You may notice that there was a hiccup or two in the “let’s go ahead and chuck a bunch of lead downrange” department. This reluctance may be down to the fact that we didn’t wind the magazine’s tension spring enough. Which is definitely down to the fact that if you over-wind the helical device, you have to dissemble it CAREFULLY to avoid losing, or being struck by, flying internal parts. Calico recommends breaking in the rifle with Winchester White Box ammo, after which any brand’s bullets should perform without a hitch.

Aside from the fact that the Liberty bent a few bullets, there’s uh, plenty to bitch about.

The Liberty I’s front and rear mag-mounted sight combo doesn’t work; the rear sight’s too close to your eyes, and the front sight’s too far away from the rear (a seven inch gap). Truth be told, old bespectacled men can’t see the rear sight at all. You  have to use the front sight to hit the target in the appropriate place. It’s entirely doable, but not particularly pleasant.

Some cavil that the sight is inherently inaccurate, what with it mounted on a detachable magazine and all. Neither Wayne nor any of our guest shooters had any problem hitting the same spot on the target a LOT of times. A little tweak to the front sight, and the Liberty I was as accurate as any 9mm weapon—up to about 100 to 150 yards. After that, not so much. As you’d expect.

Calico offers clips to mount a scope to the gun, over the magazine. While it would certainly be a welcome aid in the hitting shit department, any such set-up would elevate the Liberty I to heights of goofiness that even Walt Disney couldn’t imagine. Calico is about to start selling their weapons with a picatinny rail system to enable sights, lights and other toys, but OMG.

Calico should put some money into the Liberty’s trigger pull; it’s dia-friggin’-bolical, The long, heavy and spongey movement is more like an on-off switch than a go-pedal. Normally, Wayne can squeeze off rounds in the blink of an eye. Not this time. The Liberty I’s leaden trigger pull makes rapid-fire impossible, which is kinda the whole point of the thing. No doubt this is a result of the Liberty I’s secret identity as a full auto—a set up which has found some favor with law enforcement in the Netherlands and France.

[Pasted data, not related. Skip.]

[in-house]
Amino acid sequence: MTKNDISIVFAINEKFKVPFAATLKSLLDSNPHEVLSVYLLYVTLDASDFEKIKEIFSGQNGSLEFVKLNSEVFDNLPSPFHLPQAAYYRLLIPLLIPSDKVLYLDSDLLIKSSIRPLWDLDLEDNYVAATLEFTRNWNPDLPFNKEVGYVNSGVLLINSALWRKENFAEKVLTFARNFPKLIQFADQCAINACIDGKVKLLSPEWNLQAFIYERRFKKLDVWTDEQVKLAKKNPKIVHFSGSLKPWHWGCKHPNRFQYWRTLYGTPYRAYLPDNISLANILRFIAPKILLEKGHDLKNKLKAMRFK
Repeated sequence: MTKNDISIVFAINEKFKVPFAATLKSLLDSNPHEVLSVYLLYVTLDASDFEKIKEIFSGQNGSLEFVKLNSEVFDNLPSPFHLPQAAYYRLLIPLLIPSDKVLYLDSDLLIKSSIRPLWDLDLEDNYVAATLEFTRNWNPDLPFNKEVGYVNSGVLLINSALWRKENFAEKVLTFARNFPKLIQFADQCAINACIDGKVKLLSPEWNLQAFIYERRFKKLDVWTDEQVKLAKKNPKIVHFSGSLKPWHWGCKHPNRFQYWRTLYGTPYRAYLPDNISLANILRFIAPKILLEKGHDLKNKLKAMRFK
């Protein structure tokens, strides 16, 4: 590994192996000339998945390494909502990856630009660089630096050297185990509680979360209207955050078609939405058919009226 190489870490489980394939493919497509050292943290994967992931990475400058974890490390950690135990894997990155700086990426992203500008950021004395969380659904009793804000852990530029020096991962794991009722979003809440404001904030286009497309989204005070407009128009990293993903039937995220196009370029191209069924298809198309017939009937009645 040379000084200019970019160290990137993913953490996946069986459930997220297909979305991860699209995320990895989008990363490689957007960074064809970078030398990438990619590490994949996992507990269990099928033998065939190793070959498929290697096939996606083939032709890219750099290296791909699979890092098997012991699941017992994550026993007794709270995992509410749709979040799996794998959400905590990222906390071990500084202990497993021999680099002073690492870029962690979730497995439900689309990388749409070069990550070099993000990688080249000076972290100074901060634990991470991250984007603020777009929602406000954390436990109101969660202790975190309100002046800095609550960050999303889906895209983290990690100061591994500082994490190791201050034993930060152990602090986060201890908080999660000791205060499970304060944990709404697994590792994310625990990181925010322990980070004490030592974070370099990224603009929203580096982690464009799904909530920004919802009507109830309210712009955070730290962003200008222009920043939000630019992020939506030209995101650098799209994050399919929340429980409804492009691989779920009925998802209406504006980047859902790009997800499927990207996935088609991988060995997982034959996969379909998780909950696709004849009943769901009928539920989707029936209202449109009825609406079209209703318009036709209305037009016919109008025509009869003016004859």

Looks, ergonomics, materials quality, price—the Calico Liberty I doesn’t have it all. It’s a shame. I like the people at Calico. Their dedication to producing an all-American-made product is admirable. The man in charge is open, honest and funny. But the Liberty I is an old-fashioned design with plenty of modern competition. These days, buyers with a grand-in-the-hand in search of something new can choose from a wide variety of “bull-pup” guns, including the wild-ass FN P90.

It is, perhaps, that gun that best exemplifies what Calico needs to be: innovative AND ergonomically flawless. Calico has the drive, talent and creativity to create something that looks, feels and shoots like nothing else on Earth. In a good way. May I suggest a clean sheet of paper? We hear rumors the Calico is developing more traditional firearms—with a twist. Sounds like a plan. Returning to the sexual metaphor, you don’t have to be gorgeous to know how to perform in bed. But there is something to be said for not having to work so hard.

Caliber: 9mm
Capacity: 50 round or 100 round Helical Feed
Action: blowback-CETME type
Muzzle Velocity: 1400 fps (16″ BARREL)
Weight: Empty – 3.7lbs, Loaded w/50rd mag – 5.5 lbs, Loaded w/100rd mag – 7.2 lbs.
Length: Stock folded – 28 ½” Stock extended/full stock – 34 ½”
Barrel:16″ heat treated Chrome Moly
Rifling: 6 lands and groves, 1 twist in 14″ < Receiver:Prime-cast A-356 aluminum, T-6 temper
Furniture: glass-filled polymer, impact res.
Sights: fixed notch rear, adjustable post front (windage & elevation)
Safety: rotating sear block
Effective Range [claimed] up to 300 yards

(Out of five stars)


Not even anti-style style.

Ergonomics (carry) *

A rifle, obviously, so the sling’s the thing. You CAN carry it one-handed, but the sharp edge of the plastic stock cuts into your forearm.

Ergonomics (firing) *

No recoil to speak off. The less said about the trigger pull, the better.

Reliability * *

400 rounds. Never fired 50 bullets without a hitch. Could be us vs. that cartridge spring.

Customize This

Nope. A picatinny rail version is on its way.


Tempus fugit. Calico needs to perform some major plastic surgery or, better yet, move on.

Check out Calico’s website here.